Wednesday, April 04, 2007
Extra Innings On Cable
Score one for MLB. Instead of caving to public pressure and the lobbying power of the cable companies, MLB exercised its leverage and did something not even the NFL could do ...get the cable companies to blink. Now, the MLB Channel will launch to 40 million homes. The revenue opportunity presented by that development cannot be understated.The problem with NFL is how little content there really is... I would assume the overhead costs are signficant, but more than made up for by the large audience. Whether Senator Kerry had anything to do with this will be interesting to find out.
I think this development is just the beginning for MLB. What baseball has that the NFL doesn't is an abundance of programming. In a network world, the NFL's limited, but high profile content is king, but in an Internet/on-demand world, MLB's extensive content becomes more lucrative.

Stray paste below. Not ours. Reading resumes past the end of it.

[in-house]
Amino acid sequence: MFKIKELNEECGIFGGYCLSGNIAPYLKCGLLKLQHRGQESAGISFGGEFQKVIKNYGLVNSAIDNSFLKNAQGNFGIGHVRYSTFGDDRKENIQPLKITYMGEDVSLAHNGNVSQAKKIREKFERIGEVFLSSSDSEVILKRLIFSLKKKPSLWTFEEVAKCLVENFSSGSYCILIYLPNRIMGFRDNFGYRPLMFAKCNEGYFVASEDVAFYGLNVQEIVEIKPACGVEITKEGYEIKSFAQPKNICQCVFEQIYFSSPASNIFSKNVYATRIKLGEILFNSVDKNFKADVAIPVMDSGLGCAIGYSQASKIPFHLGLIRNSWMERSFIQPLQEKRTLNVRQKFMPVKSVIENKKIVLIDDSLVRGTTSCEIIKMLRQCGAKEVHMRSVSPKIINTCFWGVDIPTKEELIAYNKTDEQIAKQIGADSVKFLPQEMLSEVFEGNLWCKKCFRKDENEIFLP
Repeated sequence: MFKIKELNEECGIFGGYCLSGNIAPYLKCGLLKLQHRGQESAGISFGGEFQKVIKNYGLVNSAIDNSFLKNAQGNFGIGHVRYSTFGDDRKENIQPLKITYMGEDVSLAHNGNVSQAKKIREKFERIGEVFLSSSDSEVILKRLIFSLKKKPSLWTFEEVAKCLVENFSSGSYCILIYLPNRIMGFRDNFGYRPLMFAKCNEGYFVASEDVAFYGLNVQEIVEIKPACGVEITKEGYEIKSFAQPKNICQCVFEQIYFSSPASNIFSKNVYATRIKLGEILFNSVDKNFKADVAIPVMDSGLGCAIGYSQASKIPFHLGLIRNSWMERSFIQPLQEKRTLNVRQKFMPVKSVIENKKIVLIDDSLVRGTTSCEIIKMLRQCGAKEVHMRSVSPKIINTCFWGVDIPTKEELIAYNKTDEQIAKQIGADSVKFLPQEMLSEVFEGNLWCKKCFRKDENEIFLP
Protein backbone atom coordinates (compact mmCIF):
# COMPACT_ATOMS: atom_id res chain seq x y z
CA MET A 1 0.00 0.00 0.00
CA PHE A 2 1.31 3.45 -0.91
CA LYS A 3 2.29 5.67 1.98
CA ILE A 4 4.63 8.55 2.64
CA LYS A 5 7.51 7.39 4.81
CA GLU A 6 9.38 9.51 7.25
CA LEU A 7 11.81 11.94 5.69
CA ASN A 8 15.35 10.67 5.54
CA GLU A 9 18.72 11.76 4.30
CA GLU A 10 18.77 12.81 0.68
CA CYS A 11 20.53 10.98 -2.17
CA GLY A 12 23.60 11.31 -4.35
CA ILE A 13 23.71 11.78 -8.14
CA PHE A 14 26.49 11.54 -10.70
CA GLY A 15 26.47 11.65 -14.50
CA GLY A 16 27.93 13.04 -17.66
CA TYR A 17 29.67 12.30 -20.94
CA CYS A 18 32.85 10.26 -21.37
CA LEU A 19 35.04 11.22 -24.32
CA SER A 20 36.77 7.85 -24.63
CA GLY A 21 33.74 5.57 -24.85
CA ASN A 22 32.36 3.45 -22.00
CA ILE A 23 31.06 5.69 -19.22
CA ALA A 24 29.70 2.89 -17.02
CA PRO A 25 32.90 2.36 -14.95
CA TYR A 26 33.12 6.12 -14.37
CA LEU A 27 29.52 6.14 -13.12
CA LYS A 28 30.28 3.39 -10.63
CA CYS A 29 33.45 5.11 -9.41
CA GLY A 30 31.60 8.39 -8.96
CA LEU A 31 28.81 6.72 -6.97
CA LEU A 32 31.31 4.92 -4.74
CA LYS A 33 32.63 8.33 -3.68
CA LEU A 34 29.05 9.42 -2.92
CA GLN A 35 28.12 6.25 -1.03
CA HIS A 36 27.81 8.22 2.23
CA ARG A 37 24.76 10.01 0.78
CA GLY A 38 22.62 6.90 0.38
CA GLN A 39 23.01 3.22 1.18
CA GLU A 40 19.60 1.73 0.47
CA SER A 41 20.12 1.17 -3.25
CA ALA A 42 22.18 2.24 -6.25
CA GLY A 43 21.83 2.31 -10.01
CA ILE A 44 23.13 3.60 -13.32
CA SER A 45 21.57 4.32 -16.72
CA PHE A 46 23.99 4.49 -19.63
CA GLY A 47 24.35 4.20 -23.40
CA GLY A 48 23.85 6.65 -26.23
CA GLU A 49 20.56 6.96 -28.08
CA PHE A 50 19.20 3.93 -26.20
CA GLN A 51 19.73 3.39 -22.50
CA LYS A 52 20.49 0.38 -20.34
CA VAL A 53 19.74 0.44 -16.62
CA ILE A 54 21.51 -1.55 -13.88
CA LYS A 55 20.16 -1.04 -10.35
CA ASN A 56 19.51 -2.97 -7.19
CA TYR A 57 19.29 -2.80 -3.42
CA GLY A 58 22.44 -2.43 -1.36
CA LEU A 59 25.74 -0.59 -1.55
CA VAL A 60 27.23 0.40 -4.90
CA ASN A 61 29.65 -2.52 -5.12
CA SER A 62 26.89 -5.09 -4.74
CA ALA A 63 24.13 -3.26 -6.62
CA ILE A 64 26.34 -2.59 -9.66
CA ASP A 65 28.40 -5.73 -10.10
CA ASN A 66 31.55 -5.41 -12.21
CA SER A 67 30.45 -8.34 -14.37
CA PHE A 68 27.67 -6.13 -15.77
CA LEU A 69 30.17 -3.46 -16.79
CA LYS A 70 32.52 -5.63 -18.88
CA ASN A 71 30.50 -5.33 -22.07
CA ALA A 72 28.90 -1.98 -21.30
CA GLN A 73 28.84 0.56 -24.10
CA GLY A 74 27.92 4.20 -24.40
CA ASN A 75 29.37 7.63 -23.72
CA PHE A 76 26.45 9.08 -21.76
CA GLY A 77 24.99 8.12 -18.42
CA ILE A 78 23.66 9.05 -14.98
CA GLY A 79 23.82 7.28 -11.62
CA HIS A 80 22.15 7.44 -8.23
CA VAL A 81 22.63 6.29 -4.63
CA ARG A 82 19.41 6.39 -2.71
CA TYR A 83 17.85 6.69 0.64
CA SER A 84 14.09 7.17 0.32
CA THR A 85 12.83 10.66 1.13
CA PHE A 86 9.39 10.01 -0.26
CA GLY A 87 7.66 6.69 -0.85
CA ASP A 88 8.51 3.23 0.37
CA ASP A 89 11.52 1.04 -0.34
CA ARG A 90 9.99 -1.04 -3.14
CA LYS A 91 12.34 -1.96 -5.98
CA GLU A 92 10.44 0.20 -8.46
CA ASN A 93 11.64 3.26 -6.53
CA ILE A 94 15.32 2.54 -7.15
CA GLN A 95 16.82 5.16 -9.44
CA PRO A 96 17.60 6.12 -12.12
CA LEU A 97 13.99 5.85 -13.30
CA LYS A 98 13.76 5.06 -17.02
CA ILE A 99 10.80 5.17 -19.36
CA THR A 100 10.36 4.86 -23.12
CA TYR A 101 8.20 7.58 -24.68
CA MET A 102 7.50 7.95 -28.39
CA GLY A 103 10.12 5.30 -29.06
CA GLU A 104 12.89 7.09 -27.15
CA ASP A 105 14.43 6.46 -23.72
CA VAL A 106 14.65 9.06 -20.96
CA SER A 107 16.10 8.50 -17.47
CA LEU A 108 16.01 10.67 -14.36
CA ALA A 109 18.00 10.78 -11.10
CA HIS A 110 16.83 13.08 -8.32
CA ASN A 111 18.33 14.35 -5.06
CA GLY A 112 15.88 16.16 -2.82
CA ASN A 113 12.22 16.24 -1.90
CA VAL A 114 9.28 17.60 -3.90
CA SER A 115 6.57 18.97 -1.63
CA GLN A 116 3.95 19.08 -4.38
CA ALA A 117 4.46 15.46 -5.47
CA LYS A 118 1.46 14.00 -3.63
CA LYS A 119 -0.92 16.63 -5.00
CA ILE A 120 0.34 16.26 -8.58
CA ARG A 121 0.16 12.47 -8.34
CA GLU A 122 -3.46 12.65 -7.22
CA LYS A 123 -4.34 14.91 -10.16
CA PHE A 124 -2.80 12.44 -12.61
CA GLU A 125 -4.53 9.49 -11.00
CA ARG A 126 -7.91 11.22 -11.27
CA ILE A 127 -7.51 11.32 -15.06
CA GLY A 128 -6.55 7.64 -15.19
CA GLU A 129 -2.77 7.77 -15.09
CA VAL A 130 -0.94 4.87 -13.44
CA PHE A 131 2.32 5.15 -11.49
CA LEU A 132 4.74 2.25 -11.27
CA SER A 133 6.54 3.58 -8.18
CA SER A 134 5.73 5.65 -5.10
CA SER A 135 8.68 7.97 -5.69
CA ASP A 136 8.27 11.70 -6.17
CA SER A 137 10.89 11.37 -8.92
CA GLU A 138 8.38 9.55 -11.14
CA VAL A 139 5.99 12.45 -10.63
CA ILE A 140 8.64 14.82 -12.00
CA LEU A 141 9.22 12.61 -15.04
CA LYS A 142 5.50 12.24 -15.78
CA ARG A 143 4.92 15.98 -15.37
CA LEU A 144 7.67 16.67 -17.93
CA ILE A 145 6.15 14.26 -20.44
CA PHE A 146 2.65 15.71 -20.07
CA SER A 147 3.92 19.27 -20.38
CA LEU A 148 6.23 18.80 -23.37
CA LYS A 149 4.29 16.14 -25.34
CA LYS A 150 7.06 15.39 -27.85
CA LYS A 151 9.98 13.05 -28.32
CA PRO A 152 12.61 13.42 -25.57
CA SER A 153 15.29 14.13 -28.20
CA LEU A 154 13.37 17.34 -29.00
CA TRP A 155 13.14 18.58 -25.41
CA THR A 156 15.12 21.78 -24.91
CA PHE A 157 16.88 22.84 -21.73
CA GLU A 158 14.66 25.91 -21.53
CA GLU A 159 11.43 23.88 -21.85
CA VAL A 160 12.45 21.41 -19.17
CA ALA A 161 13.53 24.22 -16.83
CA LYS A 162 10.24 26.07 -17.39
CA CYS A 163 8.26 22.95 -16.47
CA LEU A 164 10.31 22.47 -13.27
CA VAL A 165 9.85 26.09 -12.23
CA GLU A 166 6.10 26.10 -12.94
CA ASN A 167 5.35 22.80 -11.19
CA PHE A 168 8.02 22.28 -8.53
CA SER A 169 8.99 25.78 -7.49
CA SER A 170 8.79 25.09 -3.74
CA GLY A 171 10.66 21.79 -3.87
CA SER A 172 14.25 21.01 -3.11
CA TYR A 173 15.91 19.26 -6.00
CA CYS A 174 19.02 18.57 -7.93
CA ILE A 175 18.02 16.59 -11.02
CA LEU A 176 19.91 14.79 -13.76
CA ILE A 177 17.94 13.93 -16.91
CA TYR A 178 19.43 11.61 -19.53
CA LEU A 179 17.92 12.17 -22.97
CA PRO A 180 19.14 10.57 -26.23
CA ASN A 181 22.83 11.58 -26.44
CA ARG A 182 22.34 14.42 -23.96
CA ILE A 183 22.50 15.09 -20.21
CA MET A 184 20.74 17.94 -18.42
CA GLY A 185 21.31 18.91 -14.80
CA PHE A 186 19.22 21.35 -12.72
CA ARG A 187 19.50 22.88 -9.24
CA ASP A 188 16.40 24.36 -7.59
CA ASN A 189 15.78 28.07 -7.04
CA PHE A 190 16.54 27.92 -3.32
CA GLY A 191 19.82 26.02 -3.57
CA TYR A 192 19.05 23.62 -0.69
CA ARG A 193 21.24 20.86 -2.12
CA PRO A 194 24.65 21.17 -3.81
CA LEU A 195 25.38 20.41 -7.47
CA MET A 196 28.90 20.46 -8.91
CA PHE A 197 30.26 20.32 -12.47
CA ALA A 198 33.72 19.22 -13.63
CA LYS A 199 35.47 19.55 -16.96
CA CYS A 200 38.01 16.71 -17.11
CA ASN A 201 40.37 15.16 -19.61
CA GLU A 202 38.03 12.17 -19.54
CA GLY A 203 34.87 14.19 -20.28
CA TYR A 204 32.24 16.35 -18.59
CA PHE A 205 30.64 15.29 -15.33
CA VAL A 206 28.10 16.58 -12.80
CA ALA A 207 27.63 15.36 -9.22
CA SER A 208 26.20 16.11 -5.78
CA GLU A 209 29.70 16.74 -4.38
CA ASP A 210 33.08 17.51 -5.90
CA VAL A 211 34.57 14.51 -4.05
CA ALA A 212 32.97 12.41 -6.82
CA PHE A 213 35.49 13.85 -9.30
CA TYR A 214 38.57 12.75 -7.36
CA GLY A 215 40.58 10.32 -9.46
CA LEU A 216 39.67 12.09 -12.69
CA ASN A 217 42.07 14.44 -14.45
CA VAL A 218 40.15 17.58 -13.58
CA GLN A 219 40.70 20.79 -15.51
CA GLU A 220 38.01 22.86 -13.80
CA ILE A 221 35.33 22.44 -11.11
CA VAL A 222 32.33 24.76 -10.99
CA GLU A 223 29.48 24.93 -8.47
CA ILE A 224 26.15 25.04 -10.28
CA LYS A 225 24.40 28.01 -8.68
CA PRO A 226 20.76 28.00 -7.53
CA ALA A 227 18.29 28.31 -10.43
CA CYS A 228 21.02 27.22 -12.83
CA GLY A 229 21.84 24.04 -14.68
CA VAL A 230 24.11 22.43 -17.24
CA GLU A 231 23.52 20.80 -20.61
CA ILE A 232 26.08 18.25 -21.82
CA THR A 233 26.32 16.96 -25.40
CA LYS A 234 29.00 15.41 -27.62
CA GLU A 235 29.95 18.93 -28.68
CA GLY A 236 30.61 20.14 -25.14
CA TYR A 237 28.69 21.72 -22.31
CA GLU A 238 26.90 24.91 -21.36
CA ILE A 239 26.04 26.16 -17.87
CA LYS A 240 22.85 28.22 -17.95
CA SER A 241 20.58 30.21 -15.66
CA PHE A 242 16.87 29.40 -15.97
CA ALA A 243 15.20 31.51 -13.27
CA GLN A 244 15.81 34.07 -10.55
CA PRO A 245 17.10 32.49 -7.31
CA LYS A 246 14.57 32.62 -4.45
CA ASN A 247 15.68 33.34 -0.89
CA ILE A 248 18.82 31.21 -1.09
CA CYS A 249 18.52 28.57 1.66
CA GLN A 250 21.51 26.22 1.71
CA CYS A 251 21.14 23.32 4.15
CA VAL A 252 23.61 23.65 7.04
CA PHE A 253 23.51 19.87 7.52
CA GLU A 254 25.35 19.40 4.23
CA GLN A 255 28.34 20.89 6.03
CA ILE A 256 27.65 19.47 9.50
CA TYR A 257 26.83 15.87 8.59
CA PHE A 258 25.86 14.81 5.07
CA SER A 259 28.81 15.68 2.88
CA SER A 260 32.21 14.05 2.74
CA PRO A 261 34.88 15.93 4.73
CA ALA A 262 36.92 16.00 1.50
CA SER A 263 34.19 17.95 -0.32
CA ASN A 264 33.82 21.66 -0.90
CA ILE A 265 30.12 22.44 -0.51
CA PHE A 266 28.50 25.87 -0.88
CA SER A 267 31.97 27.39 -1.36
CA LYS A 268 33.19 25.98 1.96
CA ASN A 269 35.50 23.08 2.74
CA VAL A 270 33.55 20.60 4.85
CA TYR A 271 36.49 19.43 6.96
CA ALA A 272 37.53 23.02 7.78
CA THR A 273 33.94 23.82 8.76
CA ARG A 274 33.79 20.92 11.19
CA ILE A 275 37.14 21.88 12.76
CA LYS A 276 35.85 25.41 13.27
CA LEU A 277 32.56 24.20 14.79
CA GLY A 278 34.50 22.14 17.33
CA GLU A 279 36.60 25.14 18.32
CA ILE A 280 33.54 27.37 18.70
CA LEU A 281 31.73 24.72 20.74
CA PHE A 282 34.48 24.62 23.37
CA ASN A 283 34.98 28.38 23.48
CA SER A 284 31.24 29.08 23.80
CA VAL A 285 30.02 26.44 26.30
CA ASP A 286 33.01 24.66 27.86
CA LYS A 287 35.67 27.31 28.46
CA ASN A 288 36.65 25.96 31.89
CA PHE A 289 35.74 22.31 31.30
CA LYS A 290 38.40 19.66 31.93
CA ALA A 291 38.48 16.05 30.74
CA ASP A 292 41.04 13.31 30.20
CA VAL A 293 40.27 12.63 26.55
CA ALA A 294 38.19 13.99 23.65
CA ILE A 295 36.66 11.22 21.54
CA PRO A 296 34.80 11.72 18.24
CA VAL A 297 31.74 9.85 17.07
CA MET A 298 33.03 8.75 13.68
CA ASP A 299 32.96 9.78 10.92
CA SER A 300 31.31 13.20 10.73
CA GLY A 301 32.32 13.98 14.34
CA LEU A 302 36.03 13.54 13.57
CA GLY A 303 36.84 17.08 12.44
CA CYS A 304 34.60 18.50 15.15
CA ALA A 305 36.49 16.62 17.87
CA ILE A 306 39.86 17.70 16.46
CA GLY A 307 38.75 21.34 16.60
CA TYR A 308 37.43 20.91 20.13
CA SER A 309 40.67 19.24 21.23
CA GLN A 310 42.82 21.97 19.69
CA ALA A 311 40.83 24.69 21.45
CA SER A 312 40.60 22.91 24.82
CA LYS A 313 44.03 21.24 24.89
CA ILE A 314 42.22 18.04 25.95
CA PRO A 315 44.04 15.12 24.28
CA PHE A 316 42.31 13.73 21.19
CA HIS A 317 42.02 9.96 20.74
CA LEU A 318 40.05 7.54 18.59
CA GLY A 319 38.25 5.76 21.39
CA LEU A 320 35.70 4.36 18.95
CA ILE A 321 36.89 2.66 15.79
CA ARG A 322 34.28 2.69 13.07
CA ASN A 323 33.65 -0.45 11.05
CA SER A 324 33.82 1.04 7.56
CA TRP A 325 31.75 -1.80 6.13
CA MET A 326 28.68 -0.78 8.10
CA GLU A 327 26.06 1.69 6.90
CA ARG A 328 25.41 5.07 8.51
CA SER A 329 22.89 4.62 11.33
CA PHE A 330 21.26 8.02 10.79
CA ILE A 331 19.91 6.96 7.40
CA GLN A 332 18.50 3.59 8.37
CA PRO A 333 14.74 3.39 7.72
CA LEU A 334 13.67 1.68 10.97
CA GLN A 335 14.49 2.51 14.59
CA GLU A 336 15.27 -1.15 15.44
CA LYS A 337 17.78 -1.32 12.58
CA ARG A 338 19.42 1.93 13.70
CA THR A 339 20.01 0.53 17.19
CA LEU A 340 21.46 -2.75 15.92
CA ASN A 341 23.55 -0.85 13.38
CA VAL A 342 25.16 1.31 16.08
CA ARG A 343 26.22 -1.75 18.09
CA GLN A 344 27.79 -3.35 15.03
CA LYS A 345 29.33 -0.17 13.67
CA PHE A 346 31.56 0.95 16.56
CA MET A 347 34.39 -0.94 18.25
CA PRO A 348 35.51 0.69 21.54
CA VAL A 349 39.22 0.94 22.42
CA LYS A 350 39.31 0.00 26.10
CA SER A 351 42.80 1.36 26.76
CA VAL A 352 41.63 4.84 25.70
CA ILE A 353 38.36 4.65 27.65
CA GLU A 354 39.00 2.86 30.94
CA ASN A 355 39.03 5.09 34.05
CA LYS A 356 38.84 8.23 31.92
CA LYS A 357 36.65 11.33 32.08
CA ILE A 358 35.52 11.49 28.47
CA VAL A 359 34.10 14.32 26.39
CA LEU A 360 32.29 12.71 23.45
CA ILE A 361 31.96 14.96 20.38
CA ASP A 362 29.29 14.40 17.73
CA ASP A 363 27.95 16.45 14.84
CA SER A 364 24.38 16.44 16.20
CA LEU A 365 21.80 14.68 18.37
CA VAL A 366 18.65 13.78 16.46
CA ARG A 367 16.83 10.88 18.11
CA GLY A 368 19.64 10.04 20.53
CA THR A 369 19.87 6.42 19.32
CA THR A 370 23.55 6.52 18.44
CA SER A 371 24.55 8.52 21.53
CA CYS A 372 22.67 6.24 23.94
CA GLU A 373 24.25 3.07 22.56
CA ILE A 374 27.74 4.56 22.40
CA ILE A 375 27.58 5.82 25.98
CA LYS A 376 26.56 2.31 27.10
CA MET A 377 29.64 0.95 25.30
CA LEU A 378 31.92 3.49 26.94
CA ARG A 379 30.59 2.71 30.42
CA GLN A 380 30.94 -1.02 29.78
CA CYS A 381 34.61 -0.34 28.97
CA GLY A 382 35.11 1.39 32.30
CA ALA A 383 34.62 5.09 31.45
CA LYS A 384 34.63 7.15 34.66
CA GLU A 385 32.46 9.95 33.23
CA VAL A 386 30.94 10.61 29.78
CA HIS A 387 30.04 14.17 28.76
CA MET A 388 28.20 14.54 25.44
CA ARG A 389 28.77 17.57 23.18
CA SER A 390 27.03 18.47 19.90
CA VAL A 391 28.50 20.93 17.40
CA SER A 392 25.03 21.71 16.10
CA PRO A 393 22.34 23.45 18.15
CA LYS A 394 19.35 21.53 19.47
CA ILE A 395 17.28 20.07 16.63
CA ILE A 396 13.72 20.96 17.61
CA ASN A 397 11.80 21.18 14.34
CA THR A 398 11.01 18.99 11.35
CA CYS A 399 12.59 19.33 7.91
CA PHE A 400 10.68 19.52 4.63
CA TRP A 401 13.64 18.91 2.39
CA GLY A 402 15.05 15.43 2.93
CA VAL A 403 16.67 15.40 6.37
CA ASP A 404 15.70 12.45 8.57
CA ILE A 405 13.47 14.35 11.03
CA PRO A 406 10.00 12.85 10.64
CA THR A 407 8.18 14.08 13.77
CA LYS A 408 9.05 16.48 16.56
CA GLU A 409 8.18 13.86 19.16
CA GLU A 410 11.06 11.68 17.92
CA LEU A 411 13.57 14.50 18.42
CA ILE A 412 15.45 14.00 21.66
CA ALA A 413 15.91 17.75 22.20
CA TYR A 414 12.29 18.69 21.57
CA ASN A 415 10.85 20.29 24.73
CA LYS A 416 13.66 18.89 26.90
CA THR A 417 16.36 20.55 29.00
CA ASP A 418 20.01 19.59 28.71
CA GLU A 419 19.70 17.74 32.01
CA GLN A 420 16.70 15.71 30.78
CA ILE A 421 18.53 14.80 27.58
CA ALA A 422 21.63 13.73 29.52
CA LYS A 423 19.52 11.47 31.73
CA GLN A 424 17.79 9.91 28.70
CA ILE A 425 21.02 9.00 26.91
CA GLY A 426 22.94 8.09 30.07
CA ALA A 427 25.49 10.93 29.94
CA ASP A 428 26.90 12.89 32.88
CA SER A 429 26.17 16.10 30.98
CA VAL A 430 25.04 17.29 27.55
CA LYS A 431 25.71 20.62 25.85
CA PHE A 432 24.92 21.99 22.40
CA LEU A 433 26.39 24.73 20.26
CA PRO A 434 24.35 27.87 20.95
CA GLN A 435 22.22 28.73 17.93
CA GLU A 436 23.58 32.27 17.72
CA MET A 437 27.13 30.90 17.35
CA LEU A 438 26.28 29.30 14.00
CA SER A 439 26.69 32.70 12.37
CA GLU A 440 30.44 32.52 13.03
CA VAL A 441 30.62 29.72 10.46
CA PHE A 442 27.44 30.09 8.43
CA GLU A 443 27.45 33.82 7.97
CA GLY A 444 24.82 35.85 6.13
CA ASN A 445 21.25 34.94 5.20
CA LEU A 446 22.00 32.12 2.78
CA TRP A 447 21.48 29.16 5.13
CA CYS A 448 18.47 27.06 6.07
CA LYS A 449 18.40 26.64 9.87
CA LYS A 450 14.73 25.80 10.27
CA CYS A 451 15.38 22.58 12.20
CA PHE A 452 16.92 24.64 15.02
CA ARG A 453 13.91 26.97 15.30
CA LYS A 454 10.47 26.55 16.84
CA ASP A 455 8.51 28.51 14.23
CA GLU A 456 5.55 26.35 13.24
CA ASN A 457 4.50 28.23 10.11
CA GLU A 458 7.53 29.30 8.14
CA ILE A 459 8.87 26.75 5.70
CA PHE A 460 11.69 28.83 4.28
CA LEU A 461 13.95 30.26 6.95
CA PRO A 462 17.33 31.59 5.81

The only loser in this deal are the cable companies...not because they got a bad deal, but because they weren't able to strong arm like they usually do.
The difference is that MLB could use EI as a threat to get the MLB channel on the air. The NFL can't do that with Sunday Ticket, apparently because the networks that pay them huge money don't want people watching Sunday Ticket instead of their local broadcaster. They sort of tolerate DirecTV having Sunday Ticket, but they don't want it expanded to a wider audience. MLB doesn't have that problem, so they could tie the two together.
Now let's hope the MLB Channel does better on content. It certainly looks like it will kick off with the second WBC. Beyond a game of the week or so, they could carry minor league and college games and I would hope (oh please oh please) that they show a NPB game of the week too. Tape delayed would be fine for that. :-)